Brahim was only a substitute, replacing Dilrosun for the last ten minutes. He made an immediate impact though, setting off on a trademark run that lead to a foul by their right-back and a penalty. He was good, as ever, and played his part as City attacked with intensity and struck the late winner. Dele-Bashiru had little time to make an impact, yet settled in well as City held out. It was an intriguing game, and another example of the admirable character that the academy coaches have instilled into these players. They never know when they're beaten and it spoke volumes that despite Stoke equalising, and Nmecha missing that penalty, I still knew City would win. It just felt inevitable, as often is the case at this level. The u18s pull it out of the bag when it matters. They've lost once all season, and it's not hard to see why. It's all very well being exceptionally talented, but the work ethic is needed, as is self-belief and a commitment to the game plan. These players have that in abundance. This result put City three points clear of Everton at the top of the table, though the merseysiders do have two games in hand. The clubs meet on the 9th of January which should be a fascinating encounter. Elsewhere, the u16s carried on their remarkable run of form. They were exceptional as they trounced Stoke 6-0. Tyrese Campbell bagged four, taking his tally to 29 for the season…in December. Jadon Sancho and an own goal gave the scoreline sufficient gloss. It's some generation that. One we'll surely see a lot of in the next couple of years. There's no football over christmas for the academy teams, disappointingly, so there will be a small break on here most likely, but look out for a few pieces on loans and so on. Have a lovely christmas all!

Wednesday, 16 December 2015

FA Youth Cup Preview & Analysis

City's u18s started their FA Youth Cup campaign on Tuesday night, earning a 2-1 victory down on the south coast against Portsmouth. Brahim Diaz won the game late on, scoring a magnificent solo goal in a game that City should have won at a canter.  City were irrepressible, yet they spurned countless glorious chances to add a deserved gloss to the scoreline. Lukas Nmecha had initially opened the deadlock early in the first half before Portsmouth made City rue their wastefulness and grabbed a predictable equaliser. Harvey Bradbury, the son of former City striker, Lee, levelled proceedings mid-way through the second forty-five before the current man of the hour, Brahim Diaz, clinched victory with a piece of individual brilliance. It set up a fourth round tie with Leeds United in January ahead of what could be the start of something hugely promising. This is a highly talented squad with numerous players vying for a starting spot and Wilcox and his group will fancy their chances of matching last year's run to the final at very least. This felt like a good opportunity to take a closer look at the players involved, the set-up and the likely approach Wilcox will take this year.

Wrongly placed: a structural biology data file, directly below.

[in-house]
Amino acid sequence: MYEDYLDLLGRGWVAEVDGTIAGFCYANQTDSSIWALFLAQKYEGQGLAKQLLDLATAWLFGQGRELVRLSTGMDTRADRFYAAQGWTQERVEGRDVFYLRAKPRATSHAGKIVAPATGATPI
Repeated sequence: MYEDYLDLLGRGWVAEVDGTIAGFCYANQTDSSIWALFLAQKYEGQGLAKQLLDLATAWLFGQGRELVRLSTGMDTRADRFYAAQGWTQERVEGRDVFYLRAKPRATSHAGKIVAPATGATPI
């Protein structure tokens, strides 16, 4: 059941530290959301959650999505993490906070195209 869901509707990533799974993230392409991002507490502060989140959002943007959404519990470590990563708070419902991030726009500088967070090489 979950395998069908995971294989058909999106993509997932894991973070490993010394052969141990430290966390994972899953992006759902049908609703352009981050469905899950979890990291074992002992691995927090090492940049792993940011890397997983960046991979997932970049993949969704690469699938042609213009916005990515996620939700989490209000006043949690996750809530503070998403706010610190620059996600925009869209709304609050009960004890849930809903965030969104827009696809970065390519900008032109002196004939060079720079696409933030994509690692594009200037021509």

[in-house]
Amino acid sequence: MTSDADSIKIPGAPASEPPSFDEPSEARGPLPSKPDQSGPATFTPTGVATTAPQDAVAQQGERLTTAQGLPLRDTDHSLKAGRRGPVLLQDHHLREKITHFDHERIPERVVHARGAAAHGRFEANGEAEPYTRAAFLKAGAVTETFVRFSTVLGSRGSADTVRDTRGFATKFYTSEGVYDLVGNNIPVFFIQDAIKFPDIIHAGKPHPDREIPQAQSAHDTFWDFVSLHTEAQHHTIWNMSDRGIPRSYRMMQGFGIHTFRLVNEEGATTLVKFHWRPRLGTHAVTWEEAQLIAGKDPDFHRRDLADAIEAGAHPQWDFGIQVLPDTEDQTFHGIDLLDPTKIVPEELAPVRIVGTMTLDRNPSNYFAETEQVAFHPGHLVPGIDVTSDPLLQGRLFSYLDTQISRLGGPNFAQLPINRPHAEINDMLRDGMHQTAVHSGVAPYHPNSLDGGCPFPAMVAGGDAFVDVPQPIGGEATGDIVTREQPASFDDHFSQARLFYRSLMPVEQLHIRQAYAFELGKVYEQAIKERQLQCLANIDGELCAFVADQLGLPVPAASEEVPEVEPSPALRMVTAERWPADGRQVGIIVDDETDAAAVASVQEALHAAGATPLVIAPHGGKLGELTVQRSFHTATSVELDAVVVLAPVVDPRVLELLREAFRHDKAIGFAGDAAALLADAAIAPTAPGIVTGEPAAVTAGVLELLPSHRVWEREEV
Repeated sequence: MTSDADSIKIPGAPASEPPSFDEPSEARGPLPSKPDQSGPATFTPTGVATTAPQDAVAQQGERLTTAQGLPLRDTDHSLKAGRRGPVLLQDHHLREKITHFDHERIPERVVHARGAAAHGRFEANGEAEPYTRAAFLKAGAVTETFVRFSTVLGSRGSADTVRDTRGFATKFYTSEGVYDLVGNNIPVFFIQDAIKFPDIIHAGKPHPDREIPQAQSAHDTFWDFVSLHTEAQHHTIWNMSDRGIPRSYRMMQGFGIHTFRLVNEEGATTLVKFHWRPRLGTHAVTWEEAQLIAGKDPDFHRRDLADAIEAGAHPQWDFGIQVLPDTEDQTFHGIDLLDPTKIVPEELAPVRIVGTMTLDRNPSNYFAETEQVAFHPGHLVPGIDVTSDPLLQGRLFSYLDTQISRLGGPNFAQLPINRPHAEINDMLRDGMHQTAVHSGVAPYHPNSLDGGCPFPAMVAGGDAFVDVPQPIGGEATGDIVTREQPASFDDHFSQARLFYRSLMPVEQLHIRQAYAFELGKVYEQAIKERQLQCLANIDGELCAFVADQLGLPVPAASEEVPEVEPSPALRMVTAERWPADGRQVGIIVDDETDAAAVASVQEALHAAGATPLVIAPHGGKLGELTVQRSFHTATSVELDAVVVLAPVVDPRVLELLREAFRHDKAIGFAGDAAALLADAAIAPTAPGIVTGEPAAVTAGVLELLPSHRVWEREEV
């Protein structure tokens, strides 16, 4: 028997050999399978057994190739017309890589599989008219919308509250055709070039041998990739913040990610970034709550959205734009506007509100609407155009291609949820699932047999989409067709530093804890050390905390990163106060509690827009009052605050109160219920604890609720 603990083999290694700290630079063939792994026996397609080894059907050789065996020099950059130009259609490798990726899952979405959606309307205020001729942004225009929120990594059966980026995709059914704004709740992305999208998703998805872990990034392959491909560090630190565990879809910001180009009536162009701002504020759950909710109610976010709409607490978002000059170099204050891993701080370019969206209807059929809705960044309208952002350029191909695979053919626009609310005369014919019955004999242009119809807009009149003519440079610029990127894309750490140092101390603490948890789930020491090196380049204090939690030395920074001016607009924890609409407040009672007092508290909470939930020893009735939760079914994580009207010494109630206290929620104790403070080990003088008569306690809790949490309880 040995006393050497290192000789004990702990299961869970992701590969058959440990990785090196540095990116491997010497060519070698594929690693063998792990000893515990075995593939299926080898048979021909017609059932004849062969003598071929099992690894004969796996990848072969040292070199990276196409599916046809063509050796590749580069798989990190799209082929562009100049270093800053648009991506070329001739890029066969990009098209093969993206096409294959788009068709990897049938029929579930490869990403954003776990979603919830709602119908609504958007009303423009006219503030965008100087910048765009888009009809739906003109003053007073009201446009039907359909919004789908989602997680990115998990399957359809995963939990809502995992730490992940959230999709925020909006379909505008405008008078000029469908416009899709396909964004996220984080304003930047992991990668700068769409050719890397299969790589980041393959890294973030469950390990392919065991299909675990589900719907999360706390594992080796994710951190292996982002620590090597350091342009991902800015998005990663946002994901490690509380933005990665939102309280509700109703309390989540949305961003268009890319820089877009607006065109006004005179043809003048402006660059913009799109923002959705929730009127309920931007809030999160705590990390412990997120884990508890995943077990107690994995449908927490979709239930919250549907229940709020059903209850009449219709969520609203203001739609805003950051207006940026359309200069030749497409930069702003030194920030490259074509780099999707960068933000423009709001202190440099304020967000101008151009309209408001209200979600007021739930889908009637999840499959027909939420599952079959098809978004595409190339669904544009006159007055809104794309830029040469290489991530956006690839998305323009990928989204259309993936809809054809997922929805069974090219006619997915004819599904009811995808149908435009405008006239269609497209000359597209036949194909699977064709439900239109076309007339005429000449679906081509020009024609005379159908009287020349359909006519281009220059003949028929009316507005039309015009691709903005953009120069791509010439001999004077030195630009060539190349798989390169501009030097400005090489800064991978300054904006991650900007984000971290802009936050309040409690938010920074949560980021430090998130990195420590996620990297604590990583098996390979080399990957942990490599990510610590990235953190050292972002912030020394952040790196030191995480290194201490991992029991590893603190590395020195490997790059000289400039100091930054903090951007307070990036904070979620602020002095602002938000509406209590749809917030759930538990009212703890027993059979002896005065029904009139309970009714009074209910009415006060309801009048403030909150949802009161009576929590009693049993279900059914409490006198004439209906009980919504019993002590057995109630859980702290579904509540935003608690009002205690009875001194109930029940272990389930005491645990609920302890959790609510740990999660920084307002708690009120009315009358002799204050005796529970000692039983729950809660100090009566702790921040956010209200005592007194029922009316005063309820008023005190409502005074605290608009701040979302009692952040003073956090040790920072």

To put it simply, the options available to Wilcox are ridiculously strong, and hugely varied too. The club are rightly taking this competition seriously, and they're following last year's ideology that saw the eligible EDS players integrated with the current standouts from the u18s league campaign. Aaron Nemane, Cameron Humphreys, Rodney Kongolo and Tosin Adarabioyo are all very much EDS regulars these days, despite their youth, yet they dropped back on Monday to work with Wilcox and will continue to do so throughout the duration of this competition. The formation the club instills throughout the academy set-up, a fluid, attacking 4-3-3, facilitates this pretty well, allowing players to move up through the age groups seamlessly, fully knowing what's expected of them in their roles. A player can move from the 16s to the u21s and slot in with ease, theoretically. And it was was no different on Monday night, Daniel Grimshaw sat behind a back four of Demeaco Duhaney, Tosin Adarabioyo, Charlie Oliver and Jacob Davenport. Ahead of them, Marcus Wood and Rodney Kongolo anchored the midfield with Brahim Diaz pushing on, and the front three consisted of Javairo Dilrosun and Aaron Nemane either side of Lukas Nmecha. Different names, but the same system. It was a strong line-up, with an equally as strong bench too. Haug, Dele-Bashiru, Fernandes, Buckley and Humphreys made up the numbers.

Grimshaw is the current number one, and it was a pretty simple decision to give him the starting spot. The Manchester born keeper has usually been the first choice for the u18s this year, and he's played well, yet he's ably supported by the tatlented Kjeti Haug, who's impressed when afforded the chance. Charlie Albinson, I think, is overage for this so there will no involvement there. If so, there's the promise of the u16's Joseph Hilton in reserve, plus the u15s keeper, Curtis Anderson - currently England u16s first choice. At right back it seems a clear choice between Demeacho Duhaney and Callum Bullock. Duhaney usually lines up on the left for the u18s, despite being naturally right-footed, yet he started on the right against Portsmouth, with Bullock nowhere to be seen. Perhaps an injury forced the change. Either way, both are strong options. Bullock's shone for the u18s this year - a tough, committed defender with an excellent cross, he's capable of bustling back and forth all day long. Duhaney is very much the modern full-back, at his best gliding forward with pace, all fleet-footed and technically proficient. Jacob Davenport is an option at left-back, and he started there on Tuesday, though usually he's a holding midfielder. His intelligent reading of the game suits the role well, likewise Marcus Wood, also a midfielder, who's stood in at left-back a few times this season. Lewis Blackshaw, a whippet-like first year scholar with boundless energy, has impressed when afforded an opportunity and there's the new Spanish import, Erik Sarmiento, now eligible. He made his debut for the EDS on Monday night and could be another left-back option. He looked encouraging in his brief run-out.